Song Stories

“Get Up, Stand Up”

Bob Marley and the Wailers | 1975

Drawing from personal belief and experience, Wailers Bob Marley and Peter Tosh penned "Get Up, Stand Up" as the opening salvo to their 1973 album Burnin'. Both singers would go on to claim it as a righteous theme during their respective solo careers, and decades later, the song still stands as a worldwide anthem against oppression in all forms. "Don't give up the fight," they sang. "That song say man can live," stated Marley, though "Get Up, Stand Up" would be his last song at the last concert he ever performed.

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Song Stories

“Try a Little Tenderness”

Otis Redding | 1966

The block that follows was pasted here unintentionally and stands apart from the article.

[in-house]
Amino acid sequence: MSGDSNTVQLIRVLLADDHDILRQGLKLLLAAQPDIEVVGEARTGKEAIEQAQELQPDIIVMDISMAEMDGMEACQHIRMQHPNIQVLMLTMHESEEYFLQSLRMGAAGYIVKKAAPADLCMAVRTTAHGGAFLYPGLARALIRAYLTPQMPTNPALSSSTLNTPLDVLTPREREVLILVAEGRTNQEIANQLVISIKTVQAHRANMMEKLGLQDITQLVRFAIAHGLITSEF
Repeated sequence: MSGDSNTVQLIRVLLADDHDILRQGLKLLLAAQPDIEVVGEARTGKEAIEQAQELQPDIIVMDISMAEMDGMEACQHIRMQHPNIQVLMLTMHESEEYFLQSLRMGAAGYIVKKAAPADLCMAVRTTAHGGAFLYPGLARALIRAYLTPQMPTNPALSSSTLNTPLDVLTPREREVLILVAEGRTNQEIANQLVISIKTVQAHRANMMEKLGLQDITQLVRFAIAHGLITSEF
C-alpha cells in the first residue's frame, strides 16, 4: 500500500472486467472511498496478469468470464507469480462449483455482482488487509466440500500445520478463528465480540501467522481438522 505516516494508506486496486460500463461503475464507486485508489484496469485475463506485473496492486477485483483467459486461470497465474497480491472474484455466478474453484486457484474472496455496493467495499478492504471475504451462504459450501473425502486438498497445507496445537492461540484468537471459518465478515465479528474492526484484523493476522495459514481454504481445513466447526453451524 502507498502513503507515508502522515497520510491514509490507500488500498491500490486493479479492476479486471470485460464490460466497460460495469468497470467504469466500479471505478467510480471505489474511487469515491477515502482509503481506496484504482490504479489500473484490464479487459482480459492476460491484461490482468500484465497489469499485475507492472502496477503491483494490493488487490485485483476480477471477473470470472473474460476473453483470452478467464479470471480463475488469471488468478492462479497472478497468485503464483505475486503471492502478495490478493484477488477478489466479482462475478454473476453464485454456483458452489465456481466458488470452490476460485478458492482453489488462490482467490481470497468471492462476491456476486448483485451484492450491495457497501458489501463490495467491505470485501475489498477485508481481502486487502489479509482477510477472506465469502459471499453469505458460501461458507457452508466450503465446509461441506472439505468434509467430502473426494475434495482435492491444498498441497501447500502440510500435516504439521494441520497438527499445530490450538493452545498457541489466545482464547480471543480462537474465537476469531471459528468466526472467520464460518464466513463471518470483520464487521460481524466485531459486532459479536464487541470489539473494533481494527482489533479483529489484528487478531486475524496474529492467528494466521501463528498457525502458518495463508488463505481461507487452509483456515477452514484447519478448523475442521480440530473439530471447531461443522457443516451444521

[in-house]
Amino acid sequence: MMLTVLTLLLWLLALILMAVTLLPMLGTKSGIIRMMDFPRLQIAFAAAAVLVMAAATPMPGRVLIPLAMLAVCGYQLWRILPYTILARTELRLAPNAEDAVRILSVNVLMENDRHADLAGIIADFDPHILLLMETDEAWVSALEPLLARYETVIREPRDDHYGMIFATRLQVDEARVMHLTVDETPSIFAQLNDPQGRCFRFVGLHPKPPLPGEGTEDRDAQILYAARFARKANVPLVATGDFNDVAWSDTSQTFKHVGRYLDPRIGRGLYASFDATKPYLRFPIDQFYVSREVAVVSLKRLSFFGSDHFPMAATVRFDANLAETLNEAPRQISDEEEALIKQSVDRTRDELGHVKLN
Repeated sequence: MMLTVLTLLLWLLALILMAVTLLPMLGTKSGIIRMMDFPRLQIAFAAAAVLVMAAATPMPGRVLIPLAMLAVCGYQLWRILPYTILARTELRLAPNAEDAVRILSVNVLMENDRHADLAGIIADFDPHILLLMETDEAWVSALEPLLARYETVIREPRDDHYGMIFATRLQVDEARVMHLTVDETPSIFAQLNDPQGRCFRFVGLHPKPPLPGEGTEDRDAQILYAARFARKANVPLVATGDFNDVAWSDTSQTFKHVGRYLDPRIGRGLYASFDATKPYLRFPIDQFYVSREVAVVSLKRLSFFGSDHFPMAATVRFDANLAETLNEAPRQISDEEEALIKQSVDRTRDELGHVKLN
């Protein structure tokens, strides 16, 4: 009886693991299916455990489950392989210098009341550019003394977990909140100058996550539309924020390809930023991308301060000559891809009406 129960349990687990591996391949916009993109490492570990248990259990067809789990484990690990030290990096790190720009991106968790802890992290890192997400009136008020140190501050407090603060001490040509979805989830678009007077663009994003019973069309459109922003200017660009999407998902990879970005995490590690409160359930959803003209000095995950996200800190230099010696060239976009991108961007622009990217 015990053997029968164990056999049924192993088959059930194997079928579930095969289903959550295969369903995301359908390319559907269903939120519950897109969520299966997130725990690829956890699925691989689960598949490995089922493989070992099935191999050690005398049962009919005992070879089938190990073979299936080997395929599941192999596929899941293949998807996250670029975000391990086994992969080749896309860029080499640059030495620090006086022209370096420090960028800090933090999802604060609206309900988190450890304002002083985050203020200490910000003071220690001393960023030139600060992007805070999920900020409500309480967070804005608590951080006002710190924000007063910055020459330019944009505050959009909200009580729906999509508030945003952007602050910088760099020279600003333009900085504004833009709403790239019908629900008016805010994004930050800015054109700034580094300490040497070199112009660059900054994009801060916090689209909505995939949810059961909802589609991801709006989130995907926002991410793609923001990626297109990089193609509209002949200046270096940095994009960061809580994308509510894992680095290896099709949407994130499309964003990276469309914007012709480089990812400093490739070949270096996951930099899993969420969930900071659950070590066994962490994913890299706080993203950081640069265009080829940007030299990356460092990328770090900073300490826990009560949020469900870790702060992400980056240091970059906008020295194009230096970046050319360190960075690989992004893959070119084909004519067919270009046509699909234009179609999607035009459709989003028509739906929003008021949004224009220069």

This pop standard had been previously recorded by dozens of artists, including by Bing Crosby 33 years before Otis Redding, who usually wrote his own songs, cut it. It was actually Sam Cooke’s 1964 take, which Redding’s manager played for Otis, that inspired the initially reluctant singer to take on the song. Isaac Hayes, then working as Stax Records’ in-house producer, handled the arrangement, and Booker T. and the MG’s were the backing band. Redding’s soulful version begins quite slowly and tenderly itself before mounting into a rousing, almost religious “You’ve gotta hold her, squeeze her …” climax. “I did that damn song you told me to do,” Redding told his manager. “It’s a brand new song now.”

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